DETROIT (Reuters) – The United Auto Workers and Ford Motor Co (F.N) will officially launch talks on a four-year contract on Monday that are expected to be contentious, with rising healthcare costs, job security and the use of temporary workers expected to be major sticking points.
FILE PHOTO: United Auto Workers (UAW) union President Gary Jones addresses UAW delegates at the ‘Special Convention on Collective Bargaining’ in Detroit, Michigan, U.S. March 13, 2019. REUTERS/Rebecca Cook/File Photo
General Motors Co (GM.N) and Fiat Chrysler Automobiles NV (FCA) (FCHA.MI) will kick off their own talks with the UAW on Tuesday.
The discussions come at a tricky time for both sides.
When the negotiators for the union and Detroit’s automakers last sat across the table from each other in 2015, U.S. new vehicle sales were booming.
But sales are expected to decline this year and in 2020, meaning Ford, GM and FCA are all under pressure to bolster profit margins. Automakers also face rising costs associated with the development of electric vehicles and self-driving cars.
Meanwhile, the UAW has its own problems.
The union has been struggling with a wide-ranging federal corruption probe. So far seven people linked to the union and FCA have been sentenced in an investigation into illegal payouts to UAW officials.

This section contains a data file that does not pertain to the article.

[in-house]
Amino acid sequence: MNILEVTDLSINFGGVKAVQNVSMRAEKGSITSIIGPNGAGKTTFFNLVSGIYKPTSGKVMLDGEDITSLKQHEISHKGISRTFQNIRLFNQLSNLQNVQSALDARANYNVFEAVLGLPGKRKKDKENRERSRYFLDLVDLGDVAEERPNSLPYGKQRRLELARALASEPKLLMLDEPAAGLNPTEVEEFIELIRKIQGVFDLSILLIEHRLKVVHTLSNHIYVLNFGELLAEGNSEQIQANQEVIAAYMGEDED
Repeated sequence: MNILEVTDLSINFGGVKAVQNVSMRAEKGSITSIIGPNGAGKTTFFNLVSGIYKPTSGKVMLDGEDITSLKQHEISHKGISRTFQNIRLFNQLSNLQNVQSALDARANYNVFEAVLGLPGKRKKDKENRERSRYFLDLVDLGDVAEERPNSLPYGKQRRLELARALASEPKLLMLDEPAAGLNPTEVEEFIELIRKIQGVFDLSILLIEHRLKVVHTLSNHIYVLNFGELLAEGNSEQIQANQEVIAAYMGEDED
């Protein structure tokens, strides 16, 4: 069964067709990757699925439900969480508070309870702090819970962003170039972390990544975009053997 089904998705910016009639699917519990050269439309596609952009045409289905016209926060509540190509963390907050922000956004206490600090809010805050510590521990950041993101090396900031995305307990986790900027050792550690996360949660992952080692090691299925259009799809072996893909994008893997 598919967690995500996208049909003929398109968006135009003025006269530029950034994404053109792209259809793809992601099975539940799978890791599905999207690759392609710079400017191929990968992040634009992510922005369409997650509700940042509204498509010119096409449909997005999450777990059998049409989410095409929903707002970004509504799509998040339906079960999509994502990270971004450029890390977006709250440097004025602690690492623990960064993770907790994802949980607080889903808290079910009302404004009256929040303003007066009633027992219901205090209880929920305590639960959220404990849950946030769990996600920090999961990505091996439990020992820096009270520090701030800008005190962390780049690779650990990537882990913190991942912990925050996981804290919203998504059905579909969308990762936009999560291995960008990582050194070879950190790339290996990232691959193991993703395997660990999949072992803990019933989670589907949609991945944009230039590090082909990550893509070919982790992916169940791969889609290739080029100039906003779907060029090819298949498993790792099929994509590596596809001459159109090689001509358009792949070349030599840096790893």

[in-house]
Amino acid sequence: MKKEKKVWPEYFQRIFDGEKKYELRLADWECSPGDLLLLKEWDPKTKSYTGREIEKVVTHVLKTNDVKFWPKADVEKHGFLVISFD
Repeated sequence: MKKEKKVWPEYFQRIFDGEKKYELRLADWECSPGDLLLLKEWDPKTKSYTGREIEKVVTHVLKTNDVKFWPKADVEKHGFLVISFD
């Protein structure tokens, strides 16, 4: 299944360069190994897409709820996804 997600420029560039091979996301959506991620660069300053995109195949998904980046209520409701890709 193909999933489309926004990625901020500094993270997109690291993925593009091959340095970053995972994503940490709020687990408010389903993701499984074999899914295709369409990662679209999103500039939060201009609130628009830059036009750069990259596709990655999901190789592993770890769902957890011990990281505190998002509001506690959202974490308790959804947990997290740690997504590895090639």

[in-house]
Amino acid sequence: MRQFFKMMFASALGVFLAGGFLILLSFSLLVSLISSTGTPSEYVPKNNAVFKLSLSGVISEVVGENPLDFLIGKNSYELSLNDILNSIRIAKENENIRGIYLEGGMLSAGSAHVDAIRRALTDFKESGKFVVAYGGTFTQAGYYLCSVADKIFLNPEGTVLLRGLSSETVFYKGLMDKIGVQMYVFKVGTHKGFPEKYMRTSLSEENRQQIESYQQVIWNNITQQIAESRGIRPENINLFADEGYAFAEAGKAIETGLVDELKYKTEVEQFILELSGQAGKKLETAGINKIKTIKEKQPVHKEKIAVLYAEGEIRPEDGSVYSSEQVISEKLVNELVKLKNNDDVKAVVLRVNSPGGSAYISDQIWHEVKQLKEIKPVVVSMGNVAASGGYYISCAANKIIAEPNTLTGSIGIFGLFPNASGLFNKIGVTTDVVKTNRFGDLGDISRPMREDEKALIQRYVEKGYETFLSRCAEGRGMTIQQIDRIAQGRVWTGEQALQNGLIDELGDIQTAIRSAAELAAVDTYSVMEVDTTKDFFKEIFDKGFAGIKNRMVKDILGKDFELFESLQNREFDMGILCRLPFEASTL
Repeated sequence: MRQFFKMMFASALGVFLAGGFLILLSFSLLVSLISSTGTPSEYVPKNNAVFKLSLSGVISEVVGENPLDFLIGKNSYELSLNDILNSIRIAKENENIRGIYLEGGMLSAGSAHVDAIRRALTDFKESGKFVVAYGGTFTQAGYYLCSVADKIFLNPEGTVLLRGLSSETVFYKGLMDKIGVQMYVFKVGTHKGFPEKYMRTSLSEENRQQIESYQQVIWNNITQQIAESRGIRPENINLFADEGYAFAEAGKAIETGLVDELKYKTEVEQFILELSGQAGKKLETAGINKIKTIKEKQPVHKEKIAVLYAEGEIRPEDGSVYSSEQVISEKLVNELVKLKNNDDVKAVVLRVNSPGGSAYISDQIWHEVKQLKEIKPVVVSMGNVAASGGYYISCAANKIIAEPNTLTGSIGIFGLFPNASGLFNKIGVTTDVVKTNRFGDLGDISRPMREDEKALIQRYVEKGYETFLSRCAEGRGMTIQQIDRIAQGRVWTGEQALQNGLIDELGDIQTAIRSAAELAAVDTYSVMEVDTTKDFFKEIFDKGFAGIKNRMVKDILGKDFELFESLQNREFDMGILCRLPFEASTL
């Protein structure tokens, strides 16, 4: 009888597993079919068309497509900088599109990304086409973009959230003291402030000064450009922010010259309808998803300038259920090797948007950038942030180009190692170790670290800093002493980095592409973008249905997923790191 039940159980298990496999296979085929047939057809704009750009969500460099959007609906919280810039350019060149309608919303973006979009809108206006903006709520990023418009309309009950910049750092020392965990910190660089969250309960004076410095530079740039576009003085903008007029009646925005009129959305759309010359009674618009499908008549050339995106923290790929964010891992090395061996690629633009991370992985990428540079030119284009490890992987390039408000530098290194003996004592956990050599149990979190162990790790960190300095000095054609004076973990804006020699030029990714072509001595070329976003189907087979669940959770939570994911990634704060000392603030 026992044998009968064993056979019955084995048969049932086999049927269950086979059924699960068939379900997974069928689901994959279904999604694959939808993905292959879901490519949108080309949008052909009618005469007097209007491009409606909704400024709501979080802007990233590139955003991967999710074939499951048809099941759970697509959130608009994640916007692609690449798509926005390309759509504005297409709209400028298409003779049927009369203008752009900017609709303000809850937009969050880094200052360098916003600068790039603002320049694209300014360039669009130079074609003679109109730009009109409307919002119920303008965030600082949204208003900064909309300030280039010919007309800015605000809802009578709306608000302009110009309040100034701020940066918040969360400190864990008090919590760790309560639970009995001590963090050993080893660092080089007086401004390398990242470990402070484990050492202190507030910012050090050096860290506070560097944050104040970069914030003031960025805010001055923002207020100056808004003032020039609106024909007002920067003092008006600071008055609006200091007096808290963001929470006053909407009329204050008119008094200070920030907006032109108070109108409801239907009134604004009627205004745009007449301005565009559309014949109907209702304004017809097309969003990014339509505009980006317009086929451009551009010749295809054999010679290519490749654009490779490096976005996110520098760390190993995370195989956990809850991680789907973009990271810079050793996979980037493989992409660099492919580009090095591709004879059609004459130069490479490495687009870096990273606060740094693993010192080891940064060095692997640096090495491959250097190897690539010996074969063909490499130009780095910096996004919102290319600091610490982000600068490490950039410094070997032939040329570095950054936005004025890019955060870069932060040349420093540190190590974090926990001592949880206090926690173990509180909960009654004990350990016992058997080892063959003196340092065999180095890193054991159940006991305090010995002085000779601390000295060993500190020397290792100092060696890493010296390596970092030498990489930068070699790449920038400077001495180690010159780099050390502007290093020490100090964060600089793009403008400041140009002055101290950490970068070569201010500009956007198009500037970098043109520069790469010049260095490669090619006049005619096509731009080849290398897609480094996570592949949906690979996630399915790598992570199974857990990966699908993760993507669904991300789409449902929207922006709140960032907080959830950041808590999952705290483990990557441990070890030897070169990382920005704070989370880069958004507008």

The union’s long-sought goal of organizing foreign automakers has also proven elusive. Just last month, workers at Volkswagen AG’s (VOWG_p.DE) plant in Chattanooga, Tennessee, voted narrowly against being represented by the UAW.
At its peak in 1979, the UAW represented 1.5 million workers. Last year, after nine years of gains, membership dropped again, falling 8% to below 400,000.
The union’s gains in recent years came mostly from unionizing casino workers, graduate students and nurses instead of automotive workers.
The UAW represents around 140,000 workers at Detroit’s automakers.
GM in particular has been a target of union ire since announcing the closure of five North American plants late last year.
That move drew widespread condemnation, including from Republican U.S. President Donald Trump. Criticism has persisted despite GM’s stated efforts to seek jobs at other plants for all displaced workers.
In February, for instance, GM announced 1,000 new jobs at a plant in Flint, Michigan, to make highly profitable heavy-duty pickup trucks.
During a speech at the union’s bargaining convention in March, UAW President Gary Jones put Detroit’s automakers “on notice,” signaling a tougher stance on talks.
“There will be no more quiet closing of plants, no more shipping jobs to Mexico and abroad without a sound,” said Jones.
During the convention, the union announced an increase in the amount of money paid to members if they go on strike.
Reporting by Nick Carey in Detroit; Editing by Matthew Lewis